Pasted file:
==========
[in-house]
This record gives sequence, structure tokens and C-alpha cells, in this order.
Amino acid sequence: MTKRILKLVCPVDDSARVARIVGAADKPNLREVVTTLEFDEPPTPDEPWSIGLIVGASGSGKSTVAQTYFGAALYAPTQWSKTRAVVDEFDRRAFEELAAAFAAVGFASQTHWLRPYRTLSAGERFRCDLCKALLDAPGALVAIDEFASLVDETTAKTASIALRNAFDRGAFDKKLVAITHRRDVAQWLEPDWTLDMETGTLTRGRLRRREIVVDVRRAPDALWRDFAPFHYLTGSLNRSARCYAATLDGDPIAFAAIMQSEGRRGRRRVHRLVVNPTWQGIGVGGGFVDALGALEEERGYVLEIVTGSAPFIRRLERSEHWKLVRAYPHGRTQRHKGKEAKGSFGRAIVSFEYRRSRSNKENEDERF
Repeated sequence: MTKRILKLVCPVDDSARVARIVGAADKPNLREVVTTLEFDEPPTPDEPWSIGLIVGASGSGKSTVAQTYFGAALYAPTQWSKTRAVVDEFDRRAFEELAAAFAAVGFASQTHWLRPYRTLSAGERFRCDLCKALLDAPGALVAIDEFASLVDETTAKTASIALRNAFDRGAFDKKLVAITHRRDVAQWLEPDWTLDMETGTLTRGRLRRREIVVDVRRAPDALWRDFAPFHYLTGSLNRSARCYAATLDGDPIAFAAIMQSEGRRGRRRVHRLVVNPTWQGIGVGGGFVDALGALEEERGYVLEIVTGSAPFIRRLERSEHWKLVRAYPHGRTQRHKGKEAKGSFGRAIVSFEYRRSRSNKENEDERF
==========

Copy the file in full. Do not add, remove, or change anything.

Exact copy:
[in-house]
This record gives sequence, structure tokens and C-alpha cells, in this order.
Amino acid sequence: MTKRILKLVCPVDDSARVARIVGAADKPNLREVVTTLEFDEPPTPDEPWSIGLIVGASGSGKSTVAQTYFGAALYAPTQWSKTRAVVDEFDRRAFEELAAAFAAVGFASQTHWLRPYRTLSAGERFRCDLCKALLDAPGALVAIDEFASLVDETTAKTASIALRNAFDRGAFDKKLVAITHRRDVAQWLEPDWTLDMETGTLTRGRLRRREIVVDVRRAPDALWRDFAPFHYLTGSLNRSARCYAATLDGDPIAFAAIMQSEGRRGRRRVHRLVVNPTWQGIGVGGGFVDALGALEEERGYVLEIVTGSAPFIRRLERSEHWKLVRAYPHGRTQRHKGKEAKGSFGRAIVSFEYRRSRSNKENEDERF
Repeated sequence: MTKRILKLVCPVDDSARVARIVGAADKPNLREVVTTLEFDEPPTPDEPWSIGLIVGASGSGKSTVAQTYFGAALYAPTQWSKTRAVVDEFDRRAFEELAAAFAAVGFASQTHWLRPYRTLSAGERFRCDLCKALLDAPGALVAIDEFASLVDETTAKTASIALRNAFDRGAFDKKLVAITHRRDVAQWLEPDWTLDMETGTLTRGRLRRREIVVDVRRAPDALWRDFAPFHYLTGSLNRSARCYAATLDGDPIAFAAIMQSEGRRGRRRVHRLVVNPTWQGIGVGGGFVDALGALEEERGYVLEIVTGSAPFIRRLERSEHWKLVRAYPHGRTQRHKGKEAKGSFGRAIVSFEYRRSRSNKENEDERF